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“It is a dream come true,” - Jacinta Malemba, Clinical Officer and In-Charge, Ndilidau Dispensary.
Miracle babies is what she called them. But now Jacinta Malemba, the clinical officer in charge of Ndilidau Dispensary in Taita Taveta County no longer has to worry about helping women deliver in the dark without electricity.
She recalls when an expectant woman was rushed into the maternity wing at night and as she was delivering, the lights went out. It wasn’t the first time. Power blackouts were the norm.
This time, the lights went out as the mother was delivering. Without an alternative source of power, the quick thinking Jacinta used the security guard’s torch and with help from the woman's husband. A nervy experience for the medical staff and the couple, but the baby was successfully delivered.
“It is a dream come true,” said Jacinta, speaking about the installation of the solar power in the hospital through the Climate Change Adaptation project funded by the German Federal Ministry of Economic Cooperation and Development.
Months after the solar power was installed at the dispensary located in the Tsavo Conservation Area to build the climate resilience of the local community, the impact has been palpable.
“The biggest impact is on Linda Mama services. We get more funds because we serve more women. Earlier when we had power blackouts, we couldn’t make claims for services because the patients would have been transferred to the hospital in Taveta. Our income has now increased. We save more and reinvest back into the dispensary,” said Jacinta.
Linda Mama is a Swahili phrase that means 'protect women'. The Linda Mama Services is a Kenyan government health scheme that ensures pregnant women and infants have access to quality and affordable health services. Under the programme, health centres file financial claims based on the number deliveries conducted monthly.
Prior to the installation of the solar power by WWF-Kenya, Jacinta said the hospital had to refer most of the pregnant women because of power blackouts. Even when they had deliveries, they still couldn’t make every claim within the stipulated time because of lack of steady power supply.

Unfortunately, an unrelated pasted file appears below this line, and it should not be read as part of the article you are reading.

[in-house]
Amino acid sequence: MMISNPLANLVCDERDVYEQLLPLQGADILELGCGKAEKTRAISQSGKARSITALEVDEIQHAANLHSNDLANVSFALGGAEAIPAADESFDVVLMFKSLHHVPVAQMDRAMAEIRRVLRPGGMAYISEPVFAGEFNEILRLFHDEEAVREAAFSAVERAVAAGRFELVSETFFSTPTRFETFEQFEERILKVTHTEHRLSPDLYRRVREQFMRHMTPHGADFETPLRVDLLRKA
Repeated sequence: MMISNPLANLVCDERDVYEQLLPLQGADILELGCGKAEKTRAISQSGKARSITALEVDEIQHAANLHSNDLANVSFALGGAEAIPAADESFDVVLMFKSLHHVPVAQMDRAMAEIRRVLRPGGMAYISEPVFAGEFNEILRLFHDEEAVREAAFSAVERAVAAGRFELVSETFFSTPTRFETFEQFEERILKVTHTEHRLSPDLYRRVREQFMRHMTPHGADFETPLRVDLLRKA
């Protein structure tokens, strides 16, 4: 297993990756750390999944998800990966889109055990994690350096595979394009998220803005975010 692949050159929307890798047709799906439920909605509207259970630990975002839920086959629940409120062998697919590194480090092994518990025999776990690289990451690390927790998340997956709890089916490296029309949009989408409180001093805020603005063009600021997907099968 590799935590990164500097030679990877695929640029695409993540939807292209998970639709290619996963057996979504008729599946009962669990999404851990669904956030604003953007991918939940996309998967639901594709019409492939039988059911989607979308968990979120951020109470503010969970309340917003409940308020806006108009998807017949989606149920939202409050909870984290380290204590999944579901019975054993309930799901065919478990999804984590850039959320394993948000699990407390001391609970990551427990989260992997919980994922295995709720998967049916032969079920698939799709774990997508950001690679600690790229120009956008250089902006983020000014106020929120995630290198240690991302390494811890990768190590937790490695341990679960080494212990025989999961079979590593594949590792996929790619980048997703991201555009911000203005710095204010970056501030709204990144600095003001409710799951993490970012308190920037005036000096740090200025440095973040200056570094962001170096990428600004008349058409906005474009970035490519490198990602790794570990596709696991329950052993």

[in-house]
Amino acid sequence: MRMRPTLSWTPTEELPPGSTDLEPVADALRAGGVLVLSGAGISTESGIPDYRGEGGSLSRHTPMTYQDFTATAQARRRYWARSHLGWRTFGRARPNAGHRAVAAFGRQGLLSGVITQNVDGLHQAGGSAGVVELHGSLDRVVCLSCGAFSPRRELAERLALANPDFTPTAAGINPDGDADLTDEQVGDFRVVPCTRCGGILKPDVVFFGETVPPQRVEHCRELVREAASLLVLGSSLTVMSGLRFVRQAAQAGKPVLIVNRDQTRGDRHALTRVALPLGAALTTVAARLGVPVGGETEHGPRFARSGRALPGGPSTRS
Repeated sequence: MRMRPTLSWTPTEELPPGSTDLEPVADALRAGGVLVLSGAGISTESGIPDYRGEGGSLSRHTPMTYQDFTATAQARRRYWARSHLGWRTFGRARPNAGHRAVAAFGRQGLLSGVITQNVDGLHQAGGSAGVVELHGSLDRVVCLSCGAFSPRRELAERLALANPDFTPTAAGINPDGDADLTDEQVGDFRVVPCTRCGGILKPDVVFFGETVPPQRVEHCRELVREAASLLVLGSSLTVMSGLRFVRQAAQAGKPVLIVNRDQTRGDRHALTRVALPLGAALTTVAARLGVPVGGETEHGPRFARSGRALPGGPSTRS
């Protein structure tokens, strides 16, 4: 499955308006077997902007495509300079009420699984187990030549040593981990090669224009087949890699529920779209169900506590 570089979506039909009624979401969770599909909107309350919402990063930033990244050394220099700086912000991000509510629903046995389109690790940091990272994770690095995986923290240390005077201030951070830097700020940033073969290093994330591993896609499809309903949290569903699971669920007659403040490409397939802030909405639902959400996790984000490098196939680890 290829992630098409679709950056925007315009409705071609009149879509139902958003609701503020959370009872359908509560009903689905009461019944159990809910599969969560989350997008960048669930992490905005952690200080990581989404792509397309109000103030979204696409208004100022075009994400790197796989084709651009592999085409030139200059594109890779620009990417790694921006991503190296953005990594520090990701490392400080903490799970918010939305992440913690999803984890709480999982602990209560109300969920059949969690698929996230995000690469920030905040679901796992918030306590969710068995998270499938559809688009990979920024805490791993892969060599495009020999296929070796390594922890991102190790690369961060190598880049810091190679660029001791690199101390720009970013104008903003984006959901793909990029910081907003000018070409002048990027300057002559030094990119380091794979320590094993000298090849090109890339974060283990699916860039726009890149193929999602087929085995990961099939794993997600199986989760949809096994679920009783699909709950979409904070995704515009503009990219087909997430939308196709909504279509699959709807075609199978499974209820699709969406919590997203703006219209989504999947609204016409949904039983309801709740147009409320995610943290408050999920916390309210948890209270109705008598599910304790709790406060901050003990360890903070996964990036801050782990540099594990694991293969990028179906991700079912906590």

Speaking to a WWF-Kenya team that visited the dispensary seven months after the installation of the solar power, Jacinta said the health centre's income from Linda Mama Services had increased. They were also making considerable savings from low power bills.
“We have bought a comfortable examination couch and lamp, a stethoscope and blood pressure machine for every clinical officer, a blood shaker, repaired an old computer and bought a new one,” said a delighted Jacinta.
The dispensary serves 12 villages with a population of about 8,000 people but because of offering services round the clock and the revamped laboratory, it has started drawing patients from farther away.
“This dispensary draws patients from as far as 20km because of the equipped laboratory,” said Maria Nareku Jonathan, the Chairperson, Ndilidau Health Management Committee.
To improve the health centre services, the management committee is seeking financial assistance to build an underground water tank.
Since the hospital is located in a wildlife dispersal area, the dispensary management is also seeking support to put up a solar fence and floodlight in the staff quarters to ward off hyenas that frequent the area.
Ndilidau is one of five health centres in the Tsavo Conservation Area that were solarised through the WWF-Kenya BMZ-funded project, the others being: Rekeke Dispensary, Rekeke Model Health Centre (wards), Mandela Dispensary, and Bamako Dispensary. These dispensaries serve thousands of people in the vast sub-landscape.